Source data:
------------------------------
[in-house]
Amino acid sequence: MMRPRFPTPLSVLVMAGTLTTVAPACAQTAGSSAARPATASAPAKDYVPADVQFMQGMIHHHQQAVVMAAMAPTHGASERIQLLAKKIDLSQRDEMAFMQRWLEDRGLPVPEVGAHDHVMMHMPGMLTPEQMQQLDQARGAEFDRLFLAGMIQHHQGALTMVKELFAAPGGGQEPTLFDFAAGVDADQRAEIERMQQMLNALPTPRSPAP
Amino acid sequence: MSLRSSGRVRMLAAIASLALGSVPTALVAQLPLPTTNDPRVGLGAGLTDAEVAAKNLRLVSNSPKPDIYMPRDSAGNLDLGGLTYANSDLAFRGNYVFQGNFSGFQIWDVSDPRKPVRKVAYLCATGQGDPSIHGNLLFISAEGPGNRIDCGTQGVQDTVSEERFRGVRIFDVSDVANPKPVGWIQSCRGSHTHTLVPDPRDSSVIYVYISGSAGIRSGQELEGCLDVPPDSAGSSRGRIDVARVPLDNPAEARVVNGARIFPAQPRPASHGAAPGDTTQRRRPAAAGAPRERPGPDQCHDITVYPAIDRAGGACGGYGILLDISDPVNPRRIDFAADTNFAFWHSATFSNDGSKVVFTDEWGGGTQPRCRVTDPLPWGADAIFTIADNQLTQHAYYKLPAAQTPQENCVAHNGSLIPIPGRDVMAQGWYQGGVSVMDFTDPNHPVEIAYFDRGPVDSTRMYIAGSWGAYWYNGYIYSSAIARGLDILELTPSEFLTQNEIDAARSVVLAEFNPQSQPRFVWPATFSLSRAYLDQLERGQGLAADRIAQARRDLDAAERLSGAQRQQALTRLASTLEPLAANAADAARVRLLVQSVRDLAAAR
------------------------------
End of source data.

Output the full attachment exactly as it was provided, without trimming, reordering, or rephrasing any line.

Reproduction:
[in-house]
Amino acid sequence: MMRPRFPTPLSVLVMAGTLTTVAPACAQTAGSSAARPATASAPAKDYVPADVQFMQGMIHHHQQAVVMAAMAPTHGASERIQLLAKKIDLSQRDEMAFMQRWLEDRGLPVPEVGAHDHVMMHMPGMLTPEQMQQLDQARGAEFDRLFLAGMIQHHQGALTMVKELFAAPGGGQEPTLFDFAAGVDADQRAEIERMQQMLNALPTPRSPAP
Amino acid sequence: MSLRSSGRVRMLAAIASLALGSVPTALVAQLPLPTTNDPRVGLGAGLTDAEVAAKNLRLVSNSPKPDIYMPRDSAGNLDLGGLTYANSDLAFRGNYVFQGNFSGFQIWDVSDPRKPVRKVAYLCATGQGDPSIHGNLLFISAEGPGNRIDCGTQGVQDTVSEERFRGVRIFDVSDVANPKPVGWIQSCRGSHTHTLVPDPRDSSVIYVYISGSAGIRSGQELEGCLDVPPDSAGSSRGRIDVARVPLDNPAEARVVNGARIFPAQPRPASHGAAPGDTTQRRRPAAAGAPRERPGPDQCHDITVYPAIDRAGGACGGYGILLDISDPVNPRRIDFAADTNFAFWHSATFSNDGSKVVFTDEWGGGTQPRCRVTDPLPWGADAIFTIADNQLTQHAYYKLPAAQTPQENCVAHNGSLIPIPGRDVMAQGWYQGGVSVMDFTDPNHPVEIAYFDRGPVDSTRMYIAGSWGAYWYNGYIYSSAIARGLDILELTPSEFLTQNEIDAARSVVLAEFNPQSQPRFVWPATFSLSRAYLDQLERGQGLAADRIAQARRDLDAAERLSGAQRQQALTRLASTLEPLAANAADAARVRLLVQSVRDLAAAR